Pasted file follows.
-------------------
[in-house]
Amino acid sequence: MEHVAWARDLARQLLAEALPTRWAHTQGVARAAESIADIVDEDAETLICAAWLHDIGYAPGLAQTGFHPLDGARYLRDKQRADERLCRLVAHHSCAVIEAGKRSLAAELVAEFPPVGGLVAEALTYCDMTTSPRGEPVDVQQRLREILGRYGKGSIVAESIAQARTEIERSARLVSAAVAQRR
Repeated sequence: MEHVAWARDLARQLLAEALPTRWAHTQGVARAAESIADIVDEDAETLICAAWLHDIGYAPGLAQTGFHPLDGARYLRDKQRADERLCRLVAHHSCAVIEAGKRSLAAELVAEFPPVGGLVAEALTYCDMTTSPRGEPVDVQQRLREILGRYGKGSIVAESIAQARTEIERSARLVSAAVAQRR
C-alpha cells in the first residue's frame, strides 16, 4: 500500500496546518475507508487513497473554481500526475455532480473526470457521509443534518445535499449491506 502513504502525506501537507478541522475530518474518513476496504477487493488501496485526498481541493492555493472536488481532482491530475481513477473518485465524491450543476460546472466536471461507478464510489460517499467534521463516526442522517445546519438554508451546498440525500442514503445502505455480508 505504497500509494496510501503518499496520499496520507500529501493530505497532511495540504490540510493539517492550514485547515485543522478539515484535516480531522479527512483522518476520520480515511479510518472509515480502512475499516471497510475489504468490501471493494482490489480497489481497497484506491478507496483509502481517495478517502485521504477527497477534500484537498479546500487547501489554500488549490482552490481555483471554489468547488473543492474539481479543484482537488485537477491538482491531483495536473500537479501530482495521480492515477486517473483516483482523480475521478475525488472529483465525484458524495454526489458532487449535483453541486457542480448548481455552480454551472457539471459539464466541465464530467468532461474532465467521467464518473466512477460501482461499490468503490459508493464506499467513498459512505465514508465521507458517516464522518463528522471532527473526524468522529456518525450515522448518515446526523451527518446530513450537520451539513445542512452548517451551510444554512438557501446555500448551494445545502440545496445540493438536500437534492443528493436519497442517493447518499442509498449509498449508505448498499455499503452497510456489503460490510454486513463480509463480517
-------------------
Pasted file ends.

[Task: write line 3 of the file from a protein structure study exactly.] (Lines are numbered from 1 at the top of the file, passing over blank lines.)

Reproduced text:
Repeated sequence: MEHVAWARDLARQLLAEALPTRWAHTQGVARAAESIADIVDEDAETLICAAWLHDIGYAPGLAQTGFHPLDGARYLRDKQRADERLCRLVAHHSCAVIEAGKRSLAAELVAEFPPVGGLVAEALTYCDMTTSPRGEPVDVQQRLREILGRYGKGSIVAESIAQARTEIERSARLVSAAVAQRR